You’d be hard pressed to find a horror director as beloved in most circles as the iconoclastic, gore-loving Italian director Dario Argento. He completely shifted the burgeoning giallo movie filoni with his 1970 debut The Bird with the Crystal Plumage. He turned that genre on its head five years later with Deep Red. In 1977 he made the symphonic, technicolor nightmare Suspiria, then spent much of the ’80s making hyper violent, hyper stylish giallo-slasher hybrids to mostly excellent results. And then a switch flipped. His output in the ’90s was spotty, and after 2001, you couldn’t find even a decent movie much less a good one. His newest, the long-awaited Dark Glasses, played at Fantasia Fest this weekend and is easily his best in 20 years.
That is certainly not a ringing endorsement. Six of Argento’s last eight movies were, in my opinion, quite bad. Even if we were charitable and say 1998’s The Phantom of the Opera and 2012’s Dracula 3D (his two worst by a country mile) were noble swings for the fences, how do you explain things like the tepid The Card Player or the truly disappointing Giallo (the most on-the-nose of titles)? Dark Glasses had been a script Argento tried to make for quite a long time. He’s 80 years old, and hasn’t made a movie in a decade. The deck was surely stacked against him, and though the movie itself is a mild success, in the scheme of his recent career, it’s an unbridled triumph.
The story gives you a hint at how long the script has been knocking around. Diana (Ilenia Pastorelli), a sex worker in Rome, crosses paths with a murderer going around killing sex workers. While trying to drive away from him, she collides head on with a family sedan. The parents in the car die leaving a 10-year-old son orphaned, while Diana loses her sight. As more of her friends, and even some police officers, fall victim to the murderer, Diana teams up with the now-orphaned son Chin (Andrea Zhang) and a Very Good Dog to take him down.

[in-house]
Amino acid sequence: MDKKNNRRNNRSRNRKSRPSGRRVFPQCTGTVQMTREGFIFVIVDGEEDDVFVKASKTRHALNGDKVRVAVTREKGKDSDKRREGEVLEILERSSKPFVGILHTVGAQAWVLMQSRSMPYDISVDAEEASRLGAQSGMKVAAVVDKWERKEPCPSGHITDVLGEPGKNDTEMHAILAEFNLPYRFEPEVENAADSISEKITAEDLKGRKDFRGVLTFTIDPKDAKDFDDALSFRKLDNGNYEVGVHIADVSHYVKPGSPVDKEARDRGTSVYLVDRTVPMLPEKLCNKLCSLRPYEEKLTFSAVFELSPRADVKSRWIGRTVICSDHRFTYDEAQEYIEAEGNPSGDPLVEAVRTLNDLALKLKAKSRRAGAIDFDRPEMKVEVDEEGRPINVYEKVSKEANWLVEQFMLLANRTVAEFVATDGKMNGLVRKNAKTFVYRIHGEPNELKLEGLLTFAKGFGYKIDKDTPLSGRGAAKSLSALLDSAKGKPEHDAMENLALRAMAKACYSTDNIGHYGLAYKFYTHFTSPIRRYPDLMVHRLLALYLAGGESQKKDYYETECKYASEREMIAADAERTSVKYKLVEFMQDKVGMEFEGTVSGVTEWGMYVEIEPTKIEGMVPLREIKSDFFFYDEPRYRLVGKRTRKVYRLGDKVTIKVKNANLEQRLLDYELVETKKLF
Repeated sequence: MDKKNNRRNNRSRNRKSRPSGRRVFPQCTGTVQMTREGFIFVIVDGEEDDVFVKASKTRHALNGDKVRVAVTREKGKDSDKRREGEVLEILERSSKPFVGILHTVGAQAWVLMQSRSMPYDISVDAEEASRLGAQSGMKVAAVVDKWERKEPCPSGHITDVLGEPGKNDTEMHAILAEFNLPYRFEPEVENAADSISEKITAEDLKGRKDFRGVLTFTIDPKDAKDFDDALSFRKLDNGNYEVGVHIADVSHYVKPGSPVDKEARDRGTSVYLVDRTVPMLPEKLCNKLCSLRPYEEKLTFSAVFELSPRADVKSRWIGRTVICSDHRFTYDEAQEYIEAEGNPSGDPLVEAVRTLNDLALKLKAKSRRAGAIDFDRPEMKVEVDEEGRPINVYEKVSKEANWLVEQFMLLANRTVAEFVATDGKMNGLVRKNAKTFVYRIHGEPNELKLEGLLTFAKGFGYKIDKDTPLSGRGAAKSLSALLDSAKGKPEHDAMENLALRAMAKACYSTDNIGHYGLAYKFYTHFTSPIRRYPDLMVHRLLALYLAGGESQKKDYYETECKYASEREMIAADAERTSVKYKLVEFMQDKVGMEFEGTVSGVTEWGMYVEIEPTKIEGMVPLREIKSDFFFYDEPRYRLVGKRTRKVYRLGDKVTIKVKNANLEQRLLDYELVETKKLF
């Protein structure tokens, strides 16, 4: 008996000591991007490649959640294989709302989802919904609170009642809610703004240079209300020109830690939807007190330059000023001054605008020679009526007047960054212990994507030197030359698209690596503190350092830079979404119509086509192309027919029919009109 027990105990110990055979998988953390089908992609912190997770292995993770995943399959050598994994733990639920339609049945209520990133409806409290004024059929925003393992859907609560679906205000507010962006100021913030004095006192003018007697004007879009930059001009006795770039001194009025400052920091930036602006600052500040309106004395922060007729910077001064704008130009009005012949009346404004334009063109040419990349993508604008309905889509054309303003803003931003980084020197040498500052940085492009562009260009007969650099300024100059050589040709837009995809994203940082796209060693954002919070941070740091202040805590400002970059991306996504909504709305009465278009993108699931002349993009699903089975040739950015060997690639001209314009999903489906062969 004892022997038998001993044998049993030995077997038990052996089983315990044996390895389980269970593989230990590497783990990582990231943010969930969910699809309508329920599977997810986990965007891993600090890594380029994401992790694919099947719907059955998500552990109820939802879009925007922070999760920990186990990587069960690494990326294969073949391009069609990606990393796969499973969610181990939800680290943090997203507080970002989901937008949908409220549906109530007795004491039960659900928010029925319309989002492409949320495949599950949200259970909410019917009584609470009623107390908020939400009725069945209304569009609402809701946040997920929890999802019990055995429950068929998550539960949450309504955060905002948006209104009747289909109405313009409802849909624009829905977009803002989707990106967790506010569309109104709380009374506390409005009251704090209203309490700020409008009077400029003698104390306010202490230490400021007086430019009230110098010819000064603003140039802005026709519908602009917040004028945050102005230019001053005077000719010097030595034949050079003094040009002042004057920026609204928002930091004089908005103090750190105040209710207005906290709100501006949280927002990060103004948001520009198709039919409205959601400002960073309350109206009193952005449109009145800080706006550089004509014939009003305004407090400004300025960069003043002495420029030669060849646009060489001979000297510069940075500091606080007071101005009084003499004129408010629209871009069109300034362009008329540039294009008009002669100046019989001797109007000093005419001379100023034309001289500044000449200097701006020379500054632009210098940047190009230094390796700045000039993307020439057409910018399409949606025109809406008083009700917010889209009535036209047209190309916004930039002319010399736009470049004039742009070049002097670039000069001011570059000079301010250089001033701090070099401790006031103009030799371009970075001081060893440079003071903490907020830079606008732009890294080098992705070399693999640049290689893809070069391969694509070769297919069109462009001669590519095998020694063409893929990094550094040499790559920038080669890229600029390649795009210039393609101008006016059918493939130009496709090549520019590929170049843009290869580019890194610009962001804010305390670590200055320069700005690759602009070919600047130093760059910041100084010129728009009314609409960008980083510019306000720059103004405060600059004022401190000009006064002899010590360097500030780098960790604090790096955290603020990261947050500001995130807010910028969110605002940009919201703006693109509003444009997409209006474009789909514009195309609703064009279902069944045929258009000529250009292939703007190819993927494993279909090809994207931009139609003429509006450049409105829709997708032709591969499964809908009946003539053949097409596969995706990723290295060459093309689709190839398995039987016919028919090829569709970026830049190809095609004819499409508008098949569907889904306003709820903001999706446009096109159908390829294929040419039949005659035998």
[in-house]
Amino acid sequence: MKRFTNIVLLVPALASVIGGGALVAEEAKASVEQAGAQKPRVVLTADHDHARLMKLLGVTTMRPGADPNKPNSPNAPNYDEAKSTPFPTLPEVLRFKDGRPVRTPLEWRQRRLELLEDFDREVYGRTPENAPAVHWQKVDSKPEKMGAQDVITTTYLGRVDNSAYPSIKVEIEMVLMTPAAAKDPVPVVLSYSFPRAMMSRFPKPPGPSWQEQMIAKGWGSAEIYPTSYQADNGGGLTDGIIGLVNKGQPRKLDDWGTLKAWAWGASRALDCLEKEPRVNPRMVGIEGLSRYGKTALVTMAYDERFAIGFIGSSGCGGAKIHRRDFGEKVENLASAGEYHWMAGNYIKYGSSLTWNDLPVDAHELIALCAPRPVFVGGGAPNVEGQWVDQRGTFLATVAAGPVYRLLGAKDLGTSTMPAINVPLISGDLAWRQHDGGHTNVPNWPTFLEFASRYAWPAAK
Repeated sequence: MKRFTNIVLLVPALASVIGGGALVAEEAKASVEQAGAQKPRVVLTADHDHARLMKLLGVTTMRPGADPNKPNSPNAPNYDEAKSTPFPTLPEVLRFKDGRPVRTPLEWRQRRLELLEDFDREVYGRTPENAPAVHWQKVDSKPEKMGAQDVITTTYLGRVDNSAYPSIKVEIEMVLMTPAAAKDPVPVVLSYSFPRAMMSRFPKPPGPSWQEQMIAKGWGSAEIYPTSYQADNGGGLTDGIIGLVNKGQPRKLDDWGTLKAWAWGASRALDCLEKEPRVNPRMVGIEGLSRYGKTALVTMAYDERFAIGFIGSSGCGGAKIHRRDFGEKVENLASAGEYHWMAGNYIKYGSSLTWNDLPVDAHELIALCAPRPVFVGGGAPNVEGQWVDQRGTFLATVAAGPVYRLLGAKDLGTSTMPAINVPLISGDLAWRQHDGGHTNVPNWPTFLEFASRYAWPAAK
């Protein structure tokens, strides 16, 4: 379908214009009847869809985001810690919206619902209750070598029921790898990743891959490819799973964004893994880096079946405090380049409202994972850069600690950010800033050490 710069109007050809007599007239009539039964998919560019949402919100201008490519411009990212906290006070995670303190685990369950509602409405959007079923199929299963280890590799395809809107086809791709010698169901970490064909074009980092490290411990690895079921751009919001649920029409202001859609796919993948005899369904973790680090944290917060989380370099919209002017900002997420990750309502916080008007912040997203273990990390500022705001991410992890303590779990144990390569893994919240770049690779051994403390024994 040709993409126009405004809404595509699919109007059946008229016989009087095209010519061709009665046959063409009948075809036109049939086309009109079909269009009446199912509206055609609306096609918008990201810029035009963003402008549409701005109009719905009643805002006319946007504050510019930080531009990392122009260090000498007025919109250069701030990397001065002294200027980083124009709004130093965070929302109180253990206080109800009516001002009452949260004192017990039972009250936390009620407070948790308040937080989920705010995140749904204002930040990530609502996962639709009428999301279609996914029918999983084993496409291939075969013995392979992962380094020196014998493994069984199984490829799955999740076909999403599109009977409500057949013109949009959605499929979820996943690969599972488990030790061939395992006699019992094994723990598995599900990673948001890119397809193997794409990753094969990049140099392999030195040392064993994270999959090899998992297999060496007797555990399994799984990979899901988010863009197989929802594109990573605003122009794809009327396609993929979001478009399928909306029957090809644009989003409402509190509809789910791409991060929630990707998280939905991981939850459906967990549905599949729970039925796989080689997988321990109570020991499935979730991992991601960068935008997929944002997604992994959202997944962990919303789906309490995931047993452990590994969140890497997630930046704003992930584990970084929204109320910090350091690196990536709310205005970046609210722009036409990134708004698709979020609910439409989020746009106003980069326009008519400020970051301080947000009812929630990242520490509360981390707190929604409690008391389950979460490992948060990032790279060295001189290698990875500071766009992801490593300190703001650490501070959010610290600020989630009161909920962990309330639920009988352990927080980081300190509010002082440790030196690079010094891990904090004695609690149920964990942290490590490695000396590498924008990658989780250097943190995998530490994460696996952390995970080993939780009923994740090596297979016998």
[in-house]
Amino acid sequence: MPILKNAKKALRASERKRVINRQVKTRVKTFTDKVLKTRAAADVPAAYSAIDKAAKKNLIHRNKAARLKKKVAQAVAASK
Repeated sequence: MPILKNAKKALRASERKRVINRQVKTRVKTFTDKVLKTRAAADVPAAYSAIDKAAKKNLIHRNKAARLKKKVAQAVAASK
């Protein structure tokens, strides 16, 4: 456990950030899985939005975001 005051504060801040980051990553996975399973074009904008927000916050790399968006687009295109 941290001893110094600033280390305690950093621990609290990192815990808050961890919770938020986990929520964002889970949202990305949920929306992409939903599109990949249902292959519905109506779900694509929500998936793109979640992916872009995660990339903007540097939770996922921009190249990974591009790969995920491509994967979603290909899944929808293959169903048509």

From a plot and character perspective, Dark Glasses feels right at home with gialli of the early ’70s. In fact, it bears more than a little resemblance to Argento’s own The Cat o’ Nine Tails from 1971. It’s a little ridiculous, but certainly much less ridiculous than many other of Argento’s own films. It’s got sex, it’s got violence; I don’t know if you remember, but it has a dog. Not only that, but it has a Goblin-esque score from Arnaud Rebotini and effects from frequent collaborator Sergio Stivaletti. This is what you want from an Argento movie… to a point.
What feels sorely lacking here are the directorial flourishes that made Argento the legend he is. Dark Glasses is 86 minutes, far shorter than most of the director’s best work. Those movies relish in the murder set pieces, luxuriate in artifice of cinematic carnage. This one does not. It’s bare bones, right to the point, and allows the characters to move the story. It’s not a bad thing, by any means, but for those expecting or hoping for a return to form, a giallo to rival his heyday, it might be a bit of a disappointment.
Argento’s last truly good film in my opinion was 2001’s Sleepless. That’s 21 years for people counting. He hasn’t made a passable movie since 2007. With the bar that low, Dark Glasses more than surpasses it. Truly I’m just relieved the director made a decent movie again. I’ll gladly take a modest Argento outing at this point. At least we know he’s still got the spark.
Kyle Anderson is the Senior Editor for Nerdist. You can find his film and TV reviews here. Follow him on Instagram and Letterboxd.